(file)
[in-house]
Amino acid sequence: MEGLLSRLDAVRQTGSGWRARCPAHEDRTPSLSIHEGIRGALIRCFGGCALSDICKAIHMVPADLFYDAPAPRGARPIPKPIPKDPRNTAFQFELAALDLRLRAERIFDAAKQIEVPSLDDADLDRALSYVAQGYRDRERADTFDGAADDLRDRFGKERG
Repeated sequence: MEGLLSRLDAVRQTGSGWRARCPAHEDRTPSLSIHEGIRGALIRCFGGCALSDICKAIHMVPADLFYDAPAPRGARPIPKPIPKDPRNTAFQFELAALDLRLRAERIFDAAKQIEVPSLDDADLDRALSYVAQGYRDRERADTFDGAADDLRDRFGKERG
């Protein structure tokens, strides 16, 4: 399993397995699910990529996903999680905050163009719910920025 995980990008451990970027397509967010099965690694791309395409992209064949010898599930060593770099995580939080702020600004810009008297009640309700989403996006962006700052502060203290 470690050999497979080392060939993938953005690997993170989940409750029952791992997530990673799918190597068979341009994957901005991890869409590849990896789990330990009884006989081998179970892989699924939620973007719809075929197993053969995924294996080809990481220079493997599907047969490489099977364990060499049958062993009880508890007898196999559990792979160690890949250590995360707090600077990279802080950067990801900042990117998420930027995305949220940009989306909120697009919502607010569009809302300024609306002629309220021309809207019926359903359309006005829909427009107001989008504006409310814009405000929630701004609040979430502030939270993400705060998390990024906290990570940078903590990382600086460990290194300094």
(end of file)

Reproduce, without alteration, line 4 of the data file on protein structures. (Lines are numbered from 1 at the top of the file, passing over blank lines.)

């Protein structure tokens, strides 16, 4: 399993397995699910990529996903999680905050163009719910920025 995980990008451990970027397509967010099965690694791309395409992209064949010898599930060593770099995580939080702020600004810009008297009640309700989403996006962006700052502060203290 470690050999497979080392060939993938953005690997993170989940409750029952791992997530990673799918190597068979341009994957901005991890869409590849990896789990330990009884006989081998179970892989699924939620973007719809075929197993053969995924294996080809990481220079493997599907047969490489099977364990060499049958062993009880508890007898196999559990792979160690890949250590995360707090600077990279802080950067990801900042990117998420930027995305949220940009989306909120697009919502607010569009809302300024609306002629309220021309809207019926359903359309006005829909427009107001989008504006409310814009405000929630701004609040979430502030939270993400705060998390990024906290990570940078903590990382600086460990290194300094």